- A records retention policy is really required and more importantly adherence to it
- The ability to quickly put items on “litigation hold” is required
- With the records retention policy in effect it is also a good idea to provide evidence that your organization is following the policy through potentially documented audits
In short if you can say to yourself that you’ve documented what you are supposed to do, you are doing it and you can prove it you are in good shape.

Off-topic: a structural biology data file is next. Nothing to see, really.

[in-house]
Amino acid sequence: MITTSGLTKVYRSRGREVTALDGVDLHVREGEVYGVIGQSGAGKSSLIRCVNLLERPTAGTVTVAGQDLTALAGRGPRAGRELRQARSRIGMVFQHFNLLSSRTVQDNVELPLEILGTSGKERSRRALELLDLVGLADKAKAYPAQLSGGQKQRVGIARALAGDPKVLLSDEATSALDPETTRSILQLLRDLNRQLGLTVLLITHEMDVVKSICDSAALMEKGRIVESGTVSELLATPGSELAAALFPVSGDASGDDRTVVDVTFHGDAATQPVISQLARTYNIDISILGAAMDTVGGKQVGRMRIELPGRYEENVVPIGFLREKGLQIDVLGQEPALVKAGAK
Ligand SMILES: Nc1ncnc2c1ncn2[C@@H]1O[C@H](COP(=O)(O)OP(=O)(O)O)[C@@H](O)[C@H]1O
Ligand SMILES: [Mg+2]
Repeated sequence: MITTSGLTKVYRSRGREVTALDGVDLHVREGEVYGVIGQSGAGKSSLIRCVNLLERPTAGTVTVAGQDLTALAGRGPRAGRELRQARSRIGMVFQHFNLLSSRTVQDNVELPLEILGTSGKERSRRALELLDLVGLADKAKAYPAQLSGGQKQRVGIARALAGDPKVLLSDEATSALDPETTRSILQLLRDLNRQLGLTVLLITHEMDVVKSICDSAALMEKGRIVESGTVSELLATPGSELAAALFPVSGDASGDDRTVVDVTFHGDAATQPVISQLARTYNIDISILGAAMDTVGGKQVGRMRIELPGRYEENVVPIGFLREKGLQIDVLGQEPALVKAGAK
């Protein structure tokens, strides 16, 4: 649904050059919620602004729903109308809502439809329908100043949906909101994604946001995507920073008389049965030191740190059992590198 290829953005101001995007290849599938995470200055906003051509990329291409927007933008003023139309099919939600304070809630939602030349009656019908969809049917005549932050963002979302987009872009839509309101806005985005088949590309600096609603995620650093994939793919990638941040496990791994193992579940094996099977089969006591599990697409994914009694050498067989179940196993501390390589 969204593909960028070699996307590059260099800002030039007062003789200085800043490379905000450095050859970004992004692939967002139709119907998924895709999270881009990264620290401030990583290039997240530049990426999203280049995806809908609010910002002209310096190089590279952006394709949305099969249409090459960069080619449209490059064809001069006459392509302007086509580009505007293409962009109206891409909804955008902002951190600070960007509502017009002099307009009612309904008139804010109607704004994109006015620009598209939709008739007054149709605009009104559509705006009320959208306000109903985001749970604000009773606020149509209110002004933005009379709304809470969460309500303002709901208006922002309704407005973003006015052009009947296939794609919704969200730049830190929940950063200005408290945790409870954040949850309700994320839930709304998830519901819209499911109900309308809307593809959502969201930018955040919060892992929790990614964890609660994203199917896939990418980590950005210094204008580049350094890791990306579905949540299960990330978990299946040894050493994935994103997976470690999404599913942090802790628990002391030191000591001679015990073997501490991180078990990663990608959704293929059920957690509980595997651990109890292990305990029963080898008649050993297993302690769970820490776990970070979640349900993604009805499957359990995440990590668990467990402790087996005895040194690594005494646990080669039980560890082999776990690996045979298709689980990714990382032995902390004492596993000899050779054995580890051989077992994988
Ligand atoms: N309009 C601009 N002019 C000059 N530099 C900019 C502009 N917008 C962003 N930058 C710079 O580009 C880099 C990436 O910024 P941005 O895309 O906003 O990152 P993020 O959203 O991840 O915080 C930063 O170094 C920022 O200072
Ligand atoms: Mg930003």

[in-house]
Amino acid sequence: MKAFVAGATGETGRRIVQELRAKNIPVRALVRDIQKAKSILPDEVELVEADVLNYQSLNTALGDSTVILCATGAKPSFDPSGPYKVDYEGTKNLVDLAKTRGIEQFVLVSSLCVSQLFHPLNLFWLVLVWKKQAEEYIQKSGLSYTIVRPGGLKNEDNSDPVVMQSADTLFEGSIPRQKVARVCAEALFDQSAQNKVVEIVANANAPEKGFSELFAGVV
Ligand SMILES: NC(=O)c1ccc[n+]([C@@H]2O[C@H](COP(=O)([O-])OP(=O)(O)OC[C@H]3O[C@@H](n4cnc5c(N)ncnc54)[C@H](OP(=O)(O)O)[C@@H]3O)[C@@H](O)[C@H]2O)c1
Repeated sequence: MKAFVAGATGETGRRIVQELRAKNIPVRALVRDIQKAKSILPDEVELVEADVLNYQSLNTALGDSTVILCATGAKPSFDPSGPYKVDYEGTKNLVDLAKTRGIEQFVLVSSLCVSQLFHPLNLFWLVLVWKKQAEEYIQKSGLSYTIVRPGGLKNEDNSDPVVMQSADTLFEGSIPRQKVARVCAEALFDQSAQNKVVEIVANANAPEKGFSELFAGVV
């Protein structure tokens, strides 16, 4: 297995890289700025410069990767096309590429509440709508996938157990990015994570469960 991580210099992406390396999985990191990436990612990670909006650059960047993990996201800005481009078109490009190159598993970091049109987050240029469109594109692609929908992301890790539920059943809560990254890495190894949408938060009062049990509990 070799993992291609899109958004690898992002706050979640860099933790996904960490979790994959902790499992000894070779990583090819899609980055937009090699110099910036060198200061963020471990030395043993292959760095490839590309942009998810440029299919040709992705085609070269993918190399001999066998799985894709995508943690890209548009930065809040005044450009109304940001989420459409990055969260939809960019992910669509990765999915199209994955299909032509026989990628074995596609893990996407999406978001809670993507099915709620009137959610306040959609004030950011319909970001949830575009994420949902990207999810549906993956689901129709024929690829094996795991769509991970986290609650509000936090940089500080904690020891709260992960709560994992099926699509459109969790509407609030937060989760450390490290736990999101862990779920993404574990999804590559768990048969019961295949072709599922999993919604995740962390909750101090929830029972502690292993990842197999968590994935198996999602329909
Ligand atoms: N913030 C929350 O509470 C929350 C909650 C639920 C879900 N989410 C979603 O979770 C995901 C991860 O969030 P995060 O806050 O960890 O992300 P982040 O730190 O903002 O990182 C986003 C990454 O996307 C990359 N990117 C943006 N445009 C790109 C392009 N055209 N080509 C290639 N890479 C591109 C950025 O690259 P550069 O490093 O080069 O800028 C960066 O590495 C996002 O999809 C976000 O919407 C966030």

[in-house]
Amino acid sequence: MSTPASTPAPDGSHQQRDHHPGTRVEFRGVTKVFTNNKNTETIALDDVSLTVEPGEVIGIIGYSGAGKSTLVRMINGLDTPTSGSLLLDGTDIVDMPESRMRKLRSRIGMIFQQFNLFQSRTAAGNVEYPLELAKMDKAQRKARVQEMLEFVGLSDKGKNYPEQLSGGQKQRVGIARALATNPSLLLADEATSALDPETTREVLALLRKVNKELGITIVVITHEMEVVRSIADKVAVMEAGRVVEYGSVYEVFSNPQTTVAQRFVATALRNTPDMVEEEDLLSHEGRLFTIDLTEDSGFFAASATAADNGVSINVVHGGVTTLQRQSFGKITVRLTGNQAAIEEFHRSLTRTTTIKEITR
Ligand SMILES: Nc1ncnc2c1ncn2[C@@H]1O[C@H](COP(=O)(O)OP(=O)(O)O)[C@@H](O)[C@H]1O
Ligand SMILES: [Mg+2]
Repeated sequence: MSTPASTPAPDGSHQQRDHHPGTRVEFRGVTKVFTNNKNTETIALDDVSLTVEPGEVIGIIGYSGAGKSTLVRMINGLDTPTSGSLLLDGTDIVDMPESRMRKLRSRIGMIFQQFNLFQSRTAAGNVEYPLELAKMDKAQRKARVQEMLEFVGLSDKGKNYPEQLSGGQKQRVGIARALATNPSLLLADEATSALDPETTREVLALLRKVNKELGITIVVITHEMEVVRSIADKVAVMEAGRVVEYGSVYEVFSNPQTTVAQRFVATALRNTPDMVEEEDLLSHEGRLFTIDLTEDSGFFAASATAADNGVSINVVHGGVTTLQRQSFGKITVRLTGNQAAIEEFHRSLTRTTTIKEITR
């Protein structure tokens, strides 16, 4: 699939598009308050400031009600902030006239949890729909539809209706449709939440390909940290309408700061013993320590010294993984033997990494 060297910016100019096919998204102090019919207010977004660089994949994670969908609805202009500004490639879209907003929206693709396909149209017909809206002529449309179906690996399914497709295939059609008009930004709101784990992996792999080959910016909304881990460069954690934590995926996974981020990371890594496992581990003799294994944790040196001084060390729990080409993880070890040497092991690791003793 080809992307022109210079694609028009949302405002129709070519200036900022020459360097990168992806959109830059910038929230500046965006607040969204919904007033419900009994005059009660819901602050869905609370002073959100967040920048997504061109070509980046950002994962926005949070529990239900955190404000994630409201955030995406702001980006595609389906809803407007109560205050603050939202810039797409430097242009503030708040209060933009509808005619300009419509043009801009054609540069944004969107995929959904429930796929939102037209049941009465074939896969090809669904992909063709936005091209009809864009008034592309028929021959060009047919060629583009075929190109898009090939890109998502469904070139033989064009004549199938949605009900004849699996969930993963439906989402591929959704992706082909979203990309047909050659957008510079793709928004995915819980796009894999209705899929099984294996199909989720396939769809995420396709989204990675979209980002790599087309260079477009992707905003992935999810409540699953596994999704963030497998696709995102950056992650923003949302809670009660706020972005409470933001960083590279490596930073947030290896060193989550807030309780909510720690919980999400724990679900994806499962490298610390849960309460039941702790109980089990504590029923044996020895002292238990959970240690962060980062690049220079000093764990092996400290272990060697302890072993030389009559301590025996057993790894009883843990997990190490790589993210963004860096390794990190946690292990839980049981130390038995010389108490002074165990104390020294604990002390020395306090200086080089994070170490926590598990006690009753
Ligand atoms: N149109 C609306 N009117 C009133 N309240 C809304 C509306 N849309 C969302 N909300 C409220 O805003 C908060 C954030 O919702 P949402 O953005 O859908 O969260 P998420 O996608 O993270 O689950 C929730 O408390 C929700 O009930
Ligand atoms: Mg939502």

Now there has been a lot written about the FRCP in 2006, 2007 and even now, and I’m sure by this time your saying like, what the, you’re not saying anything new here. If you have come to that conclusion you’d be right, however I was using this point to illustrate that we as a culture are now considering how to protect and preserve, from a real archival perspective, ESI. Essentially, we need to look at the paper world as an example of what not to do, learn the lessons and apply them to ESI. I do want to point out something fairly unique here: namely that when companies are forced into looking at things through regulation it can often lead to efficiencies that they had not thought of in the past. For getting the unstructured world in order, I firmly believe that we will need to develop unstructured reporting tools which don’t really exist today. Instead, a mishmash of content management systems has moved into center stage as the thing to fix this critical issue. Well, I think that logical approach is doomed from the beginning. One of the first things to consider, if content management could solve this problem it would already have. The issue that I see with content management systems is that a priori organizations have to think of all possible outcomes for work flow, structure, permissions and hierarchy. Pointedly that logical approach is flat wrong in two ways.